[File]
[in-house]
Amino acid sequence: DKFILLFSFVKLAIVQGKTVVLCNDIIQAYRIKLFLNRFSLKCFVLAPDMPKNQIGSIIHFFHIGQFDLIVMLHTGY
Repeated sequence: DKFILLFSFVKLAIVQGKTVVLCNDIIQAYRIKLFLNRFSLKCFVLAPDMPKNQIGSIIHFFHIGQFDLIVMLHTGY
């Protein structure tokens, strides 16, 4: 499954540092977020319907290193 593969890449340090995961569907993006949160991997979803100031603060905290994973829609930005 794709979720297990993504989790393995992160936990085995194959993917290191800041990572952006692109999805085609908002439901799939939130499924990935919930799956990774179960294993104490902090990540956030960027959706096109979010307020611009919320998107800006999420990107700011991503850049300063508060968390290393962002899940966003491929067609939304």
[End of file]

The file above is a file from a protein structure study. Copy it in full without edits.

[in-house]
Amino acid sequence: DKFILLFSFVKLAIVQGKTVVLCNDIIQAYRIKLFLNRFSLKCFVLAPDMPKNQIGSIIHFFHIGQFDLIVMLHTGY
Repeated sequence: DKFILLFSFVKLAIVQGKTVVLCNDIIQAYRIKLFLNRFSLKCFVLAPDMPKNQIGSIIHFFHIGQFDLIVMLHTGY
């Protein structure tokens, strides 16, 4: 499954540092977020319907290193 593969890449340090995961569907993006949160991997979803100031603060905290994973829609930005 794709979720297990993504989790393995992160936990085995194959993917290191800041990572952006692109999805085609908002439901799939939130499924990935919930799956990774179960294993104490902090990540956030960027959706096109979010307020611009919320998107800006999420990107700011991503850049300063508060968390290393962002899940966003491929067609939304």